As we discussed in the last article, , Orkambi cuts exacerbation rates in half in CF patients. What’s more, a 96 week study of patients on Orkambi and placebo showed that those on Orkambi reduced the annual rate of lung function decline by ~42%. And you’re telling me it’s OK that the UK doesn’t pay for Orkambi because it doesn’t really work that well? I would do anything to reduce my annual FEV1 decline by 42%!
Orkambi “may modify the progression of CF lung disease by treating its underlying cause,” said Michael W. Konstan, M.D., Vice Dean for Translational Research at Case Western Reserve University School of Medicine and Vice Chair for Clinical Research at University Hospitals Rainbow Babies & Children’s Hospital.
NICE is getting in the way of preventing the progression of CF lung disease. This. Is. An. Outrage.
Let’s pretend for a second that NICE’s smokescreen is correct (which it isn’t) and Orkambi doesn’t work very well anyway- why doesn’t the NHS allow DDF508 patients to try Orkambi to see for themselves? Surely patients would discontinue the drug and the NHS wouldn’t have much expenditure if this scenario played out, right?
I fear that the NHS has duped some in the UK CF community in to believing that Orkambi will have little to no impact on a CFer’s health. This could serve to direct outrage towards Vertex, instead of where it should be – towards NICE and the NHS.
I’ve heard some in our community state that Orkambi’s price is OUTRAGEOUS at £104,000 per patient per year before discounts. Is it? Then why are so many other countries across the world providing access to their patients? Perhaps other countries realize that because – as I spoke about in my previous article – in order to develop breakthrough medications for the orphan diseases, the small populations require a higher drug price.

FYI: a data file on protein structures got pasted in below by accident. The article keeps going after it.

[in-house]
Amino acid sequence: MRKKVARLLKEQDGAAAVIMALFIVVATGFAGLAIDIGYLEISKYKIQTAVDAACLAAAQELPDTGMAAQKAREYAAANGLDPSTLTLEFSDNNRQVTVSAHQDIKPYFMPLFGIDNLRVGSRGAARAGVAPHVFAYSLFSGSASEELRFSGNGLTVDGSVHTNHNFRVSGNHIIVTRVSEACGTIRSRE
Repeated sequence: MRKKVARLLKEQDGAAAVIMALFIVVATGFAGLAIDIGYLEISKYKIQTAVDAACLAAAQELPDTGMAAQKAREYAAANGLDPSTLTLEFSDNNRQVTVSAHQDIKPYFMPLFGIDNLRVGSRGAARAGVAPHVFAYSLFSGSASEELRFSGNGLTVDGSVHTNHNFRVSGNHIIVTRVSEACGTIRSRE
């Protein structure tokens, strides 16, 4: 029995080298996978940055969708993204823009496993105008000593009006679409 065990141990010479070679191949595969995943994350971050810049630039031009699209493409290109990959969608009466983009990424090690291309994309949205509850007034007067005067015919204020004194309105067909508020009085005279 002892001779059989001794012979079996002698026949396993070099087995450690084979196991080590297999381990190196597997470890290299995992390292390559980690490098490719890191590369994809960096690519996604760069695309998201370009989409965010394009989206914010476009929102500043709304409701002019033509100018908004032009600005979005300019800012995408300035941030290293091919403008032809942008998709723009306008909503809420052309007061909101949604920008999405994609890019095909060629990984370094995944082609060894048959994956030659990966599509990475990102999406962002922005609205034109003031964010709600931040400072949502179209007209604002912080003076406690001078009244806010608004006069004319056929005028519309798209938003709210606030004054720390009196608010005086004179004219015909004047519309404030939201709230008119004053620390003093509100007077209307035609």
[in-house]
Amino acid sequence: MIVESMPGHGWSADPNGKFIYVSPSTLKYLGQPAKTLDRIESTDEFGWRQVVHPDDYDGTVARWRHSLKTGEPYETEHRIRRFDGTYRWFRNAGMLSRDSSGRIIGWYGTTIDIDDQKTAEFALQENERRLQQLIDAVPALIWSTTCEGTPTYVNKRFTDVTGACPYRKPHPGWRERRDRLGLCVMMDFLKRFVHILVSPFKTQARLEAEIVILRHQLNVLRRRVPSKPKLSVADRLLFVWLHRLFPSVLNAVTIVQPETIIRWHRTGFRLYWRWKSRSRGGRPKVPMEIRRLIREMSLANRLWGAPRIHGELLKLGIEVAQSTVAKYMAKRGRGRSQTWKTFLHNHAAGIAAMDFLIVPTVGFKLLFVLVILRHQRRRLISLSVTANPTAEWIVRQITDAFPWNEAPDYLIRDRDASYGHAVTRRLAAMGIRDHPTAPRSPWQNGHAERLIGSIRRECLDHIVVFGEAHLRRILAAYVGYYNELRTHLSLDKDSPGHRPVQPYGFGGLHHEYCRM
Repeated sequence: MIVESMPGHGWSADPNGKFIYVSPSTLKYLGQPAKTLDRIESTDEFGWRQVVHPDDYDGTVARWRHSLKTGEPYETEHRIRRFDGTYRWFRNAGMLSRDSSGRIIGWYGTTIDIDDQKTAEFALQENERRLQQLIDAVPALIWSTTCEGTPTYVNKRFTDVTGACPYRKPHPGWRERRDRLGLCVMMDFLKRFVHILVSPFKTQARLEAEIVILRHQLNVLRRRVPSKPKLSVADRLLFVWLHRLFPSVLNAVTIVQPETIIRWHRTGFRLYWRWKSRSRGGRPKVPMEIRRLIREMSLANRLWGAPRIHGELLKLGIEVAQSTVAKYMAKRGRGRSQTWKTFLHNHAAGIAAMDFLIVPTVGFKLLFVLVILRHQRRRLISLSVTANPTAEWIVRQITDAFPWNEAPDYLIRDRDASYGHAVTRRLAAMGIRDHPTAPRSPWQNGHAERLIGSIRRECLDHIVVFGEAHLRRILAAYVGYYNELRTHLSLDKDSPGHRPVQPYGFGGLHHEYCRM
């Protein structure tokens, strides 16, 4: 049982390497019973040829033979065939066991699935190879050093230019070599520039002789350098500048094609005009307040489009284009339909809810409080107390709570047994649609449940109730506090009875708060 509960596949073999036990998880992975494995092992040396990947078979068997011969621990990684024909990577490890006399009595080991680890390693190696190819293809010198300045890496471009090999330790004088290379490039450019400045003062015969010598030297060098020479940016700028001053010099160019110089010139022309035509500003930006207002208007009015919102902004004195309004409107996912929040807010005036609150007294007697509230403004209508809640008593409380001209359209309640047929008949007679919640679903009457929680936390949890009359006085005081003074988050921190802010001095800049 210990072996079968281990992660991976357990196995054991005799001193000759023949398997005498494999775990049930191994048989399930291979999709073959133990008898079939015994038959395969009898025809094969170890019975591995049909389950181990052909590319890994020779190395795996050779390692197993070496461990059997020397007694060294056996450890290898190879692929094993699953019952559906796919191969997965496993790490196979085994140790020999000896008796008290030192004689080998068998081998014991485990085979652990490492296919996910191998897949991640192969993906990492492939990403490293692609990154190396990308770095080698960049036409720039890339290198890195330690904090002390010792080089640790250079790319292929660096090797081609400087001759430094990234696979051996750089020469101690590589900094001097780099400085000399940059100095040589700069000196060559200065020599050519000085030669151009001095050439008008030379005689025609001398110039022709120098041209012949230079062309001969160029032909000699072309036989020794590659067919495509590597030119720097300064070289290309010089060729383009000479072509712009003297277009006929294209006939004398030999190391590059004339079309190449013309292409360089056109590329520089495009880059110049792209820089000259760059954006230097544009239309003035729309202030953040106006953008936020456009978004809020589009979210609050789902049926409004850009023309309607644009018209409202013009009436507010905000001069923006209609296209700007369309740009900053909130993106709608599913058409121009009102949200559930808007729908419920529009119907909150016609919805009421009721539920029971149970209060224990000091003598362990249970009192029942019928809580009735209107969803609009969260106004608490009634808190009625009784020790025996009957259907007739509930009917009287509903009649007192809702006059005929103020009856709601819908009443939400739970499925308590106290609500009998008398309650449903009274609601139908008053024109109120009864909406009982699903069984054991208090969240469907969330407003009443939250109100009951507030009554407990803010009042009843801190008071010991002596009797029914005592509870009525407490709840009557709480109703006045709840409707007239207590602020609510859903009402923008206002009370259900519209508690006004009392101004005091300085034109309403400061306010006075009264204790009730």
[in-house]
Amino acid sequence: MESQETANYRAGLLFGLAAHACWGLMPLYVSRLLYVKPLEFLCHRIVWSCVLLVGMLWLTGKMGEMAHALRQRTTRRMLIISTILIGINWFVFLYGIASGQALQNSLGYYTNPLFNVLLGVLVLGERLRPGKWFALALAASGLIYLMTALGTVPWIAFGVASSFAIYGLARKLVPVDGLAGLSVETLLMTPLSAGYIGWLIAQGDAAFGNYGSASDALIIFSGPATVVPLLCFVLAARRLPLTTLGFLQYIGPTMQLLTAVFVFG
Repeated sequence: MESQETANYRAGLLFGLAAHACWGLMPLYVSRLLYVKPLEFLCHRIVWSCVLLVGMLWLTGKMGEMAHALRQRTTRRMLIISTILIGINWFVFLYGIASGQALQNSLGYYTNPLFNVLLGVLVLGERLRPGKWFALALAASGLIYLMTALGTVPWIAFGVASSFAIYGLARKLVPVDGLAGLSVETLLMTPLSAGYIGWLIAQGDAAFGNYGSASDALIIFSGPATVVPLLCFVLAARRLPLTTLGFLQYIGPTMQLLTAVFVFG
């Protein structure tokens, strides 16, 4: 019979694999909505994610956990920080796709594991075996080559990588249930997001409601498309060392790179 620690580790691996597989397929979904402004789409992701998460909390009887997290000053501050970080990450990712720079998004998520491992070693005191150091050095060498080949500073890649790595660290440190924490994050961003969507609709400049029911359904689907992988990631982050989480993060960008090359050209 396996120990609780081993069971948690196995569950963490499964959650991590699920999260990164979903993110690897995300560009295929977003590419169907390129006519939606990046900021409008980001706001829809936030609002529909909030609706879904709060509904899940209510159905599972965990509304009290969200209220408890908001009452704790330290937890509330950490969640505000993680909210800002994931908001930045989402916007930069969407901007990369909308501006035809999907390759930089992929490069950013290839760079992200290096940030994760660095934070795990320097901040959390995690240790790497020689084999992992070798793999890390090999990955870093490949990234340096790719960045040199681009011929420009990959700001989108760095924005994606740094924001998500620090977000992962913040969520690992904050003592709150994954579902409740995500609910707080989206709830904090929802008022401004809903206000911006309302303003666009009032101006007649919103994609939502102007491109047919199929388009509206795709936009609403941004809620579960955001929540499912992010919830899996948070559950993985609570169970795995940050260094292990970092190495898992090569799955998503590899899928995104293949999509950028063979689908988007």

“But those countries that offer Orkambi to their CF patients are probably paying less than the list price of Orkambi and are instead paying a negotiated rate”, I hear in reply. Of course every country is paying a negotiated rate – no one pays the list price of the drug. The UK of course wouldn’t pay list price either! Private insurance companies in the US don’t pay list price; neither does the US federal government.
“In the latest  meeting, we made the best offer in the world to NHS England,” Vertex said. The UK has a history of playing these games, not just in cystic fibrosis care.
“Thousands of NHS cancer patients in the UK are missing out on innovative treatments available in countries of comparable wealth partly because of a failure by medicines [sic] regulators to negotiate with the pharmaceutical industry on the price of drugs, charities have said.”
I see a pattern.
A 2016 report published by Breast Cancer Now and Prostate Cancer UK points out NICE has not approved a single new breast cancer drug for routine use in the NHS in the last seven years. “We know cancer outcomes are worse than in some other countries in Europe and part of that is going to be access to treatment,” said Sally Greenbrook, policy manager at Breast Cancer Now.